Some people imagine Freddie as the fiery, difficult diva who required everyone around him to compromise. No. In our world, as four artists attempting to paint on the same canvas, Freddie was always the one who could find the compromise—the way to pull it through. If he found himself at odds with any one of us, he would quickly dispel the cloud with a generous gesture, a wisecrack or an impromptu present. I remember one morning after a particularly tense discussion he presented me with a cassette. He had been up most of the night compiling a collage of my guitar solos. "I wanted you to hear them as I hear them, dear," he said. "They're all fab, so I made them into a symphony!"

To create with Freddie was always stimulating to the max. He was daring, always sensing a way to get outside the box. Sometimes he was  too  far out ... and he'd usually be the first to realise it. With a conspiratorial smile he would say "Oh ... did I lose it, dears?!" But usually there was sense in his nonsense—art in his madness. It was liberating. I think he encouraged us all in his way, to believe in our own madness, and the collective mad power of the group Queen.

Freddie would have been 65 this year, and even though physically he is not here, his presence seems more potent than ever. Freddie made the last person at the back of the furthest stand in a stadium feel that he was connected. He gave people proof that a man could achieve his dreams—made them feel that through him they were overcoming their own shyness, and becoming the powerful figure of their ambitions. And he lived life to the full. He devoured life. He celebrated every minute. And, like a great comet, he left a luminous trail which will sparkle for many a generation to come.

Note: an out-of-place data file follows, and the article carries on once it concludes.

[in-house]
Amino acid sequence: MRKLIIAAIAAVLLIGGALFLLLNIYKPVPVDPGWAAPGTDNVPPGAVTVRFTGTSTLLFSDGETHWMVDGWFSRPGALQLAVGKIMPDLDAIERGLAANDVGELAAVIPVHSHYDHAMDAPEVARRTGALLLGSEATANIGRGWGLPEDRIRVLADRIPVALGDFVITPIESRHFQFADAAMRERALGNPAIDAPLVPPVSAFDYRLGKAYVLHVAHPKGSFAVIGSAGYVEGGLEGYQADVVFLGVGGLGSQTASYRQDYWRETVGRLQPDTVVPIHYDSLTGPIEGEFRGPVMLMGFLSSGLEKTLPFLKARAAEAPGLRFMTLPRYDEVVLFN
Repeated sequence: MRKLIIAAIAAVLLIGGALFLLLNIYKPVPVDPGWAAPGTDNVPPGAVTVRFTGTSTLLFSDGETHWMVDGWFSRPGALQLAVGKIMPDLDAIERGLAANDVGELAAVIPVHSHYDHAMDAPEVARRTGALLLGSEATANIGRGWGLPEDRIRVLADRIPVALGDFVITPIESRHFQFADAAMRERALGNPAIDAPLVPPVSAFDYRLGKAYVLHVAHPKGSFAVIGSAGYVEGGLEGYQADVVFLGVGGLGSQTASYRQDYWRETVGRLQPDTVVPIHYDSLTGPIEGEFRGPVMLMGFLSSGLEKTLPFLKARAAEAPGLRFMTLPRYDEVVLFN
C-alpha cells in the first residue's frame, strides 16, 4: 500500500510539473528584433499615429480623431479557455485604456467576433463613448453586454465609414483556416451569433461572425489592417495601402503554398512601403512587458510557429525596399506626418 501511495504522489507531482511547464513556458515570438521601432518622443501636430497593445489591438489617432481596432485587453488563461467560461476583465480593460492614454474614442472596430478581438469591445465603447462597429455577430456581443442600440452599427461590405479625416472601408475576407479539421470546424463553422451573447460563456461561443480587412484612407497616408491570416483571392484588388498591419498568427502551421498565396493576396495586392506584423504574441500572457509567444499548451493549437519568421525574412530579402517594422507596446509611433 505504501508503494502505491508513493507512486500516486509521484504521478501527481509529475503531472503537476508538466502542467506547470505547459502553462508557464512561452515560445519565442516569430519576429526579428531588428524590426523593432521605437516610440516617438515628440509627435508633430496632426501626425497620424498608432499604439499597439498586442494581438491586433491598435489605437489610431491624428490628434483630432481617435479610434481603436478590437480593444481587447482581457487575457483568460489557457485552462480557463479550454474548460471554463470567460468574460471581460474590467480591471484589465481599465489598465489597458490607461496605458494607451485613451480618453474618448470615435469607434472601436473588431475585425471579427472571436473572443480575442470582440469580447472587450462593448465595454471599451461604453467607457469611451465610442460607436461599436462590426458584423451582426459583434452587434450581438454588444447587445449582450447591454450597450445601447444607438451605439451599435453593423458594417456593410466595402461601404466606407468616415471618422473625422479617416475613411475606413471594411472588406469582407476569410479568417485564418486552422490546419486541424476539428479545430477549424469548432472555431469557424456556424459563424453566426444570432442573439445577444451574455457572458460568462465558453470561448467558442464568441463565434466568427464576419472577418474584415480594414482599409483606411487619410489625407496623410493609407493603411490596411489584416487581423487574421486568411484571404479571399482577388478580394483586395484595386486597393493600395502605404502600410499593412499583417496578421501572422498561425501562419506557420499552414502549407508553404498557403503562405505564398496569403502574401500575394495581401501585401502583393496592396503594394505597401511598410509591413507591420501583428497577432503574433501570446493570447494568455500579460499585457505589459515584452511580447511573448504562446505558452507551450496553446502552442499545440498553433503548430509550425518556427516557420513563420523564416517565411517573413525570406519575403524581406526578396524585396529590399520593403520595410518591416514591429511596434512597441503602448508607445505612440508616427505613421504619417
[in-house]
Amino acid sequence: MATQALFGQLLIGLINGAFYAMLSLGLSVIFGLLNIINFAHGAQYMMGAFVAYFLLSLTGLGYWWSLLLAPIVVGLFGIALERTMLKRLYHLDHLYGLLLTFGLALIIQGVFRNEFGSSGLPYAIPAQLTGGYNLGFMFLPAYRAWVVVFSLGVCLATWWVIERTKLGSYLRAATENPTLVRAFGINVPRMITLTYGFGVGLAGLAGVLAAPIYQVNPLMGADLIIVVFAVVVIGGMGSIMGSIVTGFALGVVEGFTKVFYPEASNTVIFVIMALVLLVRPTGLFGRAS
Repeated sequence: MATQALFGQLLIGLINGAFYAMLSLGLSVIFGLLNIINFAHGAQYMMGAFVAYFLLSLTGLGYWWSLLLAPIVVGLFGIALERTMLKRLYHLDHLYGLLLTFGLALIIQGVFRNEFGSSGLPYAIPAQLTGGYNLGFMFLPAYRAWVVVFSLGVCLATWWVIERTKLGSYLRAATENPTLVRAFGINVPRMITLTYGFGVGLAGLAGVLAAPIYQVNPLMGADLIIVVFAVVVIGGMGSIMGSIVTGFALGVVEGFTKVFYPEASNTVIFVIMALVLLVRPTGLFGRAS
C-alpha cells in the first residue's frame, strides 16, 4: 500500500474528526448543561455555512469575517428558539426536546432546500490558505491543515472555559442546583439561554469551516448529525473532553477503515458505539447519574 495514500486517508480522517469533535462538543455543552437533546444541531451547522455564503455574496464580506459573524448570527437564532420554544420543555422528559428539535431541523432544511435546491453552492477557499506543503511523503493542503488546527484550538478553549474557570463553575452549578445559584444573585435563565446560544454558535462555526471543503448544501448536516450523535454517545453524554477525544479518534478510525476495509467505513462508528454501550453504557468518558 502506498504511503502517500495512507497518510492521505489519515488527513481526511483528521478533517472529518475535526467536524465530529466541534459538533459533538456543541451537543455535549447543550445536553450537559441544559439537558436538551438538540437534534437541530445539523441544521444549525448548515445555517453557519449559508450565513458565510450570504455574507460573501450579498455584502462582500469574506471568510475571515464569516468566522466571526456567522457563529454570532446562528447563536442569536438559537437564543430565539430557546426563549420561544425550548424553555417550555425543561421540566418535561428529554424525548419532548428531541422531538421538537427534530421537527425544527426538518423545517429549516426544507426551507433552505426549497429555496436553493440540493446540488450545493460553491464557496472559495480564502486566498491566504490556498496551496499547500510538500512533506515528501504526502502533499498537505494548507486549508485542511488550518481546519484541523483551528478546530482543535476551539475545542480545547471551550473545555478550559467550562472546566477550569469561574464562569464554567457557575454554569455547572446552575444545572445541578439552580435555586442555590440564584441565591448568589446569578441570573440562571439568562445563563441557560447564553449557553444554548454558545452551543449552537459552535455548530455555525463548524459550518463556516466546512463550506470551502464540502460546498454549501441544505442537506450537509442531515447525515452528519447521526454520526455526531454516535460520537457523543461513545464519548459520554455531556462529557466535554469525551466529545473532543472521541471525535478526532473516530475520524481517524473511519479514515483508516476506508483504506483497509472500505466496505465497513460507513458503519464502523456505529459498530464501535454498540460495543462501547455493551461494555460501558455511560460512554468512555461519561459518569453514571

Happy birthday, Freddie!

Posted by Dr. Brian May, CBE. Guitarist.

About the Creative

Working on this doodle for Freddie Mercury's birthday was an absolutely blast. Not only did I have a great team of animators, illustrators, and engineer, I was also working with the fantastic Queen classic, "Don't Stop Me Now." The development of this 90 second tribute took about 4 months-- most of which went into planning the visual style of the doodle. Below are some of the illustrations (costume styles and color keys) I created to help guide my team in the color and quirky style that ultimately made it to the Google homepage.








posted by  Jennifer Hom

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Freddie Mercury Freddy Mercury Foolin' AroundFreddie Mercury Freddy Mercury Foolin' AroundFreddie Mercury Freddy Mercury Foolin' AroundFreddie Mercury Freddy Mercury Foolin' Around